Interview

Everything you need to know about Nicolás Obregón

'My fantasy dinner party? I’d serve Semtex soufflé followed by arsenic arrabbiata. No, I’m kidding… I’d never serve soufflé with a pasta dish.'

 

What did you do before you were a writer?

A ridiculous number of jobs. A security steward, a travel writer, an overnight guardian, an ice rink attendant, a bookseller, a post boy, an odd-jobs man for a failed mineral water company and an editor in legal publishing. The last one was the worst one. The best one (other than my current job) was probably being a travel writer. Though I did quite like giving people their post.
 

When did you know you wanted to write?

I can tell you the exact moment, in fact. When I was a kid, maybe eight years old, we had a (mandatory) book-lending club at school. Basically, you had to bring in a book and read out the first page. If people liked it, they’d put their names down to borrow it. I was nervous because I hadn’t really been in London all that long and my English wasn’t perfect, plus I was a shy kid anyway. So reading out loud was obviously daunting for me. In the end I brought in my favourite book at the time, Dinotopia by James Gurney, about a land where humans and dinosaurs live in peaceful interdependence. When the day came, I read out the first few pages: a father and his son are shipwrecked on a beach, then they hear strange noises coming towards them through the jungle. At the end of the page, I turned the book round to show the illustration of these massive dinosaurs breaking through the foliage. To this day, I remember the faces of my classmates, eyes wide, mouths open. They were completely transfixed. In that moment I remember realising that someone actually got to do that for a living, it was actually their job to create those feelings. Looking at those gawping little faces, that’s when I thought: ‘Yeah, that’ll do, that’s what I want to do when I grow up.’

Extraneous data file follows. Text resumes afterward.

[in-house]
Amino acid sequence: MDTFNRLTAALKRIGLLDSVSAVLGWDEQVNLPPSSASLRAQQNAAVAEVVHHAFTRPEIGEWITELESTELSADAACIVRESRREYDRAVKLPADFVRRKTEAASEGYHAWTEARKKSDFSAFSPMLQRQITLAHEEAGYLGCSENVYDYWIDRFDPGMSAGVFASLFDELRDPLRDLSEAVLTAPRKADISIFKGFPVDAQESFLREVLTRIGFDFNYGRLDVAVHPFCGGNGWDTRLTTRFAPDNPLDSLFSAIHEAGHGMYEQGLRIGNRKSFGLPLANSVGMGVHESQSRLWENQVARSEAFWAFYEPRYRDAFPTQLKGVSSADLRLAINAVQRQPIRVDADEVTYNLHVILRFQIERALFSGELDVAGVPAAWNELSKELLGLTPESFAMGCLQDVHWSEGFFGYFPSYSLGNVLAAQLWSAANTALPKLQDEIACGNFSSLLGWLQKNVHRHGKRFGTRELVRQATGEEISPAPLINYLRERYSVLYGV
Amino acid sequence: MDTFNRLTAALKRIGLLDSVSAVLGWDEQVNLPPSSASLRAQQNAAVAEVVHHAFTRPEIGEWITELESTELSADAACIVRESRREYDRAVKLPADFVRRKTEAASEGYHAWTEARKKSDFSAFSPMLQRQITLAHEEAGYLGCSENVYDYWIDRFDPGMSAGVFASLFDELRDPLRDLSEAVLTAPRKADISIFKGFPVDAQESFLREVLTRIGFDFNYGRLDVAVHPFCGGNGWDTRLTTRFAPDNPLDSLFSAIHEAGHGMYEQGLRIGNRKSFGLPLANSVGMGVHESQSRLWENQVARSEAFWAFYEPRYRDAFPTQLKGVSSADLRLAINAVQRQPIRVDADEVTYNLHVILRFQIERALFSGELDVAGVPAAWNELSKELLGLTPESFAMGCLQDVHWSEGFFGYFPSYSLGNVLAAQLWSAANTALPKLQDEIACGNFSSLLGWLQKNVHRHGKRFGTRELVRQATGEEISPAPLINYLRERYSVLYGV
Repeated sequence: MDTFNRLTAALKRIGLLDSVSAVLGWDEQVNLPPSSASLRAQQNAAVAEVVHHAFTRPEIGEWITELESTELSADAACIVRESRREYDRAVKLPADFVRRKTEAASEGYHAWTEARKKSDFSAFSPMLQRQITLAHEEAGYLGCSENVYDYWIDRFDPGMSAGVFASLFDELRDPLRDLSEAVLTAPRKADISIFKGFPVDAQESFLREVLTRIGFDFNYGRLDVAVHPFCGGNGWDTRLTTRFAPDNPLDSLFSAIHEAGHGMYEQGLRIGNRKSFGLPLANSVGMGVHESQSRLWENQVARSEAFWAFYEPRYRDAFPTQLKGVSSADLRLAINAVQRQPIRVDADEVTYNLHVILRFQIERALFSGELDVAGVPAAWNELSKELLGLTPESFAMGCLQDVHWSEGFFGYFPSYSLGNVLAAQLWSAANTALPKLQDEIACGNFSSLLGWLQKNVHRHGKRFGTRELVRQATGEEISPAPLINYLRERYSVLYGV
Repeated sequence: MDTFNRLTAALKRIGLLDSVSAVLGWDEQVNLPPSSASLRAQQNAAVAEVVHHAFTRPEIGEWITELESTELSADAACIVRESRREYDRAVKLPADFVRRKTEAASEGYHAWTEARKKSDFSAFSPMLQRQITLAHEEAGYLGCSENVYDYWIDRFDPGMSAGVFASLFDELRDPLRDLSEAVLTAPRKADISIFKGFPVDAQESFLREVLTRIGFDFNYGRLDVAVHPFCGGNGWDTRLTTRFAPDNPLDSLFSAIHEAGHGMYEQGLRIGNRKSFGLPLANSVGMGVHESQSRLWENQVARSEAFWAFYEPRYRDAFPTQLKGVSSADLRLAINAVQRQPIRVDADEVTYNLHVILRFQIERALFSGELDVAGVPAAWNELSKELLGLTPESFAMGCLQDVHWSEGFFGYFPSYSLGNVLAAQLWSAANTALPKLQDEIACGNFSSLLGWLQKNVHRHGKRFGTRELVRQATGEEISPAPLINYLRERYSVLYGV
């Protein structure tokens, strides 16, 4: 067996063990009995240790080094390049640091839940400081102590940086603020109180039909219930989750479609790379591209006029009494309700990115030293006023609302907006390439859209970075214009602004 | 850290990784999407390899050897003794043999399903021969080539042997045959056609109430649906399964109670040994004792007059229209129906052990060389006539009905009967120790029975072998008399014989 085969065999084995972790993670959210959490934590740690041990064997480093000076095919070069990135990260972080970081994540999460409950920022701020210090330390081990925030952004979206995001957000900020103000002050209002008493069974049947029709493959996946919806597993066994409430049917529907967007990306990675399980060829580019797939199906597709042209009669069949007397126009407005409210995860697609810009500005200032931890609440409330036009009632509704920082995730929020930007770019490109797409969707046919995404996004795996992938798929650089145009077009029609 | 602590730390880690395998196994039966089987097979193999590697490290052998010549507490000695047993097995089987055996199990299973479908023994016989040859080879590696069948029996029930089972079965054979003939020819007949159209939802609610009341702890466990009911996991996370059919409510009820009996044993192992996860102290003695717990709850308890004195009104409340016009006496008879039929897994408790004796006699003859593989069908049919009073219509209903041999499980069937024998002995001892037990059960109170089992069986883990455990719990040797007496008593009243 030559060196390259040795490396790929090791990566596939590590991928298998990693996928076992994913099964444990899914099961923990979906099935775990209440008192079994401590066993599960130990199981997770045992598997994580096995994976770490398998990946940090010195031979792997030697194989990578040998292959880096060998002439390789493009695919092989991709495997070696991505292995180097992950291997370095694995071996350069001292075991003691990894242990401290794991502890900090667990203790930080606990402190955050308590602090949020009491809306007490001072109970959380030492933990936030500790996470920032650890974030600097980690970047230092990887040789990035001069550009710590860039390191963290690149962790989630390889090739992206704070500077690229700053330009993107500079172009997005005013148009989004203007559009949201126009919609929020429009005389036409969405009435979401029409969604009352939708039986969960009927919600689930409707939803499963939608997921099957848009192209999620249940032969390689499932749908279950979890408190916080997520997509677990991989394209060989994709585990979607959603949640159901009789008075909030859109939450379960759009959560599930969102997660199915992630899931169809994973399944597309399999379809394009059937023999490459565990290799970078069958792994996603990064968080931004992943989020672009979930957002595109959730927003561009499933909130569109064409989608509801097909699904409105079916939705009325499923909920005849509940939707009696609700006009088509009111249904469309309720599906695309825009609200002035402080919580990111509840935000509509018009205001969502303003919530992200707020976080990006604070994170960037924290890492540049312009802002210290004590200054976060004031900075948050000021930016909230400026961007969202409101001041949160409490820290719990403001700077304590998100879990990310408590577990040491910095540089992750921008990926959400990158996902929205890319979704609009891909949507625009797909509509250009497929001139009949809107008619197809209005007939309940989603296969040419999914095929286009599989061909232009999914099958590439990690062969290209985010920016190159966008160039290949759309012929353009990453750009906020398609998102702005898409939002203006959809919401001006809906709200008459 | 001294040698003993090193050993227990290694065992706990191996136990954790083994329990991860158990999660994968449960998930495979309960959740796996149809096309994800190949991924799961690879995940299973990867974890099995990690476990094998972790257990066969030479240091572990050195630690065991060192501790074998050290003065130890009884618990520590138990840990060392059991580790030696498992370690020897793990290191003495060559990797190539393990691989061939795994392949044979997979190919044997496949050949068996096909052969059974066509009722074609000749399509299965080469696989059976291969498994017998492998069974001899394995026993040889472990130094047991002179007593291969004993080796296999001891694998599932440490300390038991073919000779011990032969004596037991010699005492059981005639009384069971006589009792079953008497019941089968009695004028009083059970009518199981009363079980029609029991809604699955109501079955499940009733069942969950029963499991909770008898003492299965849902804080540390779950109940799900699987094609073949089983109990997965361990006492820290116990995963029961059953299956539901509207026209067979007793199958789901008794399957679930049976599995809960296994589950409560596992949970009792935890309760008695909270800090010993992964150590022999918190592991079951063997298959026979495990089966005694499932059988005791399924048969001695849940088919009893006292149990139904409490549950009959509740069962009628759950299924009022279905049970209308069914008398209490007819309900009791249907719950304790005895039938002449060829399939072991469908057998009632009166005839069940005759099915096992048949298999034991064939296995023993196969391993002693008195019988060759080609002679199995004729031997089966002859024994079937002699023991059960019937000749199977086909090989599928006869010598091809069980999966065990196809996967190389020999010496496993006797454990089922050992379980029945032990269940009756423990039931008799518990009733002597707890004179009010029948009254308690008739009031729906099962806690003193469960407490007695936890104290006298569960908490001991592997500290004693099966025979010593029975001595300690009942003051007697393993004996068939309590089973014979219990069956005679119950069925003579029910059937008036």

Where do you live now?

Los Angeles. It’s quite trippy because ever since I was a kid I’ve been fascinated by it and now I live here. But as a writer, it’s a great place to be, not least because the book I’m writing is (half) set here. Mind you, whenever I tell people back in London that I live in LA, they tend say things like ‘ohhh, hark at you’ and ‘you’ve come a long way from Kentish Town.’ I think, perhaps, because they’re imagining me doing yoga on rooftops or rubbing shoulders with celebrities. But that’s a bit like saying you live in the UK and people assuming you own a pack of corgis and ride around in a horse-driven carriage on your way to tea. Of course, LA does have the juice cleanses, the celebrities and the over-conceptualised coffee houses and whatnot. But that’s just one little slice of what is a vast, strange, almost indefinable place with just so many beautiful and ugly things. It’s not quite home yet - that will probably always be London -but I definitely feel like an adopted Angeleno. That said, I do miss Prêt à Manger and hearing the word ‘mug’ used pejoratively.